doctorow at October 26th, 2013 21:10 — #1
immutable_mike at October 26th, 2013 21:59 — #2
I've stopped being surprised at these revelations. Does that mean they've won?
Upon reflection, no. They've only won when we stop getting angry.
blissfulight at October 26th, 2013 22:08 — #3
I like how you can replace UK with US and GCHQ with NSA in every single sentence, and it's the same thing over in the US.
boundegar at October 26th, 2013 23:02 — #4
Not exactly. I doubt anybody at NSA was the least bit surprised at Verizon's eager willingness to fling wide the gates of totalitarianism. Is that a weird metaphor, or does it work?
miasm at October 27th, 2013 06:51 — #5
Ima start calling this 'gate-gate'.
Or perhaps after the infamous and frustrating Buddhist concept; 'no-gate' or 'gateless-gate'.
Watergate pales in comparison to this 'mightly-and-insufferably-difficult-to pin-down-gate'.
richard_kirk at October 27th, 2013 06:57 — #6
Were the telcos as a whole keen to cooperate? I suspect it was only a few senior executives hoping for a place in the New Year's Honour's list for being "patriotic" (tm), and a few of the rank and file who were trusted with the cloak-and-dagger stuff, and perhaps saw it as their way to a senior post.
I am not sure there is an easy way to stop the cosy negotiations in gentlemen's clubs that lead to this sort of thing, but were Her Majesty to award Edward Snowden a knighthood, it might balance the scales for the whistleblowers a bit. Just sayin'...
imb at October 27th, 2013 07:29 — #7
In the photo, is that a nail in the shoe, by the mouthpiece?
thaumatechnicia at October 27th, 2013 07:58 — #8
You've never watched an episode of Get Smart, eh?
What looks like a nail is actually the disk-shaped microphone, which also acts as a cover for the rotary dial. There's a clearer, better-angled photo here. Bonus: it also features the lovely Barbara Feldon, who played Agent 99. Her shoe phone was touch-tone, Max's was old-school.
jardine at October 27th, 2013 08:10 — #9
I really wish the Stargate from the TV series was real so that when it was finally revealed to exist, the media would call the story Stargate-gate.
nathanhornby at October 27th, 2013 08:27 — #10
Can't be knighted, he's not a subject of the queen.
richard_kirk at October 27th, 2013 09:21 — #11
Can so too. The honours system recognises service to the state and crown, and some of the more modern honours have political and geographical restrictions to the State, the Commonwealth, the Empire, and so forth, but knighthoods are too ancient for that sort of thing.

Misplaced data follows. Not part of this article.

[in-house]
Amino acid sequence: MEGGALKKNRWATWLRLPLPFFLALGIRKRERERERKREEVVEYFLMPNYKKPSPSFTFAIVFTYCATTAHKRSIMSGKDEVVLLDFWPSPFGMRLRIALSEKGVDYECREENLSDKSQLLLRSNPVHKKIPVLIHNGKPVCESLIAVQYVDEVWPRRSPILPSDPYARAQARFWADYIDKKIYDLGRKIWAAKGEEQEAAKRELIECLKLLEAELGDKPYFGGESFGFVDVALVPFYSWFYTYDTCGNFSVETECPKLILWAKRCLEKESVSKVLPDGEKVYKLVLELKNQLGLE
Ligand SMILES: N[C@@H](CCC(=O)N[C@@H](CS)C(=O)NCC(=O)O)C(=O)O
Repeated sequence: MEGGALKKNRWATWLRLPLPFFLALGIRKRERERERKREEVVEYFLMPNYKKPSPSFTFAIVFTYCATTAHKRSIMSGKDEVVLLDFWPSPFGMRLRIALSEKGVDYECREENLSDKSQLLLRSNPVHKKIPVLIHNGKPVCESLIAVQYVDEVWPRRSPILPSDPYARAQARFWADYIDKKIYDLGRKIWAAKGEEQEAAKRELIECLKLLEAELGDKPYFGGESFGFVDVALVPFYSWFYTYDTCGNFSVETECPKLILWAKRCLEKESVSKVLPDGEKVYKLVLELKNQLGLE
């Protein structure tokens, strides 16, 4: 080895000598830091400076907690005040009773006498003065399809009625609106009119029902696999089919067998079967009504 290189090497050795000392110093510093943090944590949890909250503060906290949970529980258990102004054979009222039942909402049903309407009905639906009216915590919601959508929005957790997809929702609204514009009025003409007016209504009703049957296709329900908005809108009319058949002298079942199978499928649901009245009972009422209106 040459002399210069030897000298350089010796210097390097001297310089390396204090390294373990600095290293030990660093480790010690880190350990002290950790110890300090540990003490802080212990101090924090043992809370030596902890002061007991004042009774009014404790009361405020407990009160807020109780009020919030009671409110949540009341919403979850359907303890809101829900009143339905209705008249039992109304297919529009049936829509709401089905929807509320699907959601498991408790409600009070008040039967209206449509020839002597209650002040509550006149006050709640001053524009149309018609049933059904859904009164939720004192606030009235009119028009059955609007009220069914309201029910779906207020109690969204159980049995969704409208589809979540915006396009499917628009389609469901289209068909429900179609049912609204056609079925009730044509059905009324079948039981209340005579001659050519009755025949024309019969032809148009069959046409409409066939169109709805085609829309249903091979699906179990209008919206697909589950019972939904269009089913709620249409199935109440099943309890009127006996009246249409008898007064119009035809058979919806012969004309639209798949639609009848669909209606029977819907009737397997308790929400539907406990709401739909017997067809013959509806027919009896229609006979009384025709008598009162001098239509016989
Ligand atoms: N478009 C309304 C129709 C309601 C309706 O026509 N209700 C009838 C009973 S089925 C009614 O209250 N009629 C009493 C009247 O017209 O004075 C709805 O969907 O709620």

Okay, I am on shaky ground as the Monarch may have technical rights that are not exercised, and may not work any longer. She may dissolve parliament, but she is unlikely to get away with it unless they have been really, really unconstitutional and naughty. But she could probably make someone a knight wherever they were, and if they accepted, then a knight they would be for most of us. You could try telling the Lady in the Shiny Hat that she can't do that. She can't order beheadings either, but no point in pushing your luck, and some of her knights still carry spiky stuff.
Ain't gonna happen anyhow, but one can dream...
gilbertwham at October 27th, 2013 09:22 — #12
Must be some sort of gong we can dole out to Johny Foreigner though, what?
miasm at October 27th, 2013 09:49 — #13
imb at October 27th, 2013 11:40 — #15
Oh thanks. It looked so sharp and dangerous in the first pic.
nelsie at October 27th, 2013 13:25 — #16
According to royal.gov.uk:
Foreign citizens occasionally receive honorary knighthoods; they are
not dubbed, and they do not use the style 'Sir'.
'Dubbing' is being tapped on the shoulder by the Queen's sword. So I guess they get a certificate, or something?
thaumatechnicia at October 27th, 2013 14:25 — #17
A gift certificate from Wimpy's?
/Quorn burger, anyone?
rocketpj at October 27th, 2013 15:12 — #18
Wonder how it works for us Commonwealth folks - still 'subjects', so probably able to get a knighthood.
daneel at October 27th, 2013 15:20 — #19
Non-Brits can get knighted, sort of. They just get called KBE, but can't style themselves Sir.
Bob Geldof has one, for example.
nelsie at October 27th, 2013 15:23 — #20
Yes, I think so. Those Australian paragons dignified by a knighthood Sir Les Patterson and Dame Edna Everage come to mind.
tmcsweeney at October 27th, 2013 16:23 — #21
If we had another scandal involving the Watergate hotel, would it now be called Watergate-gate?
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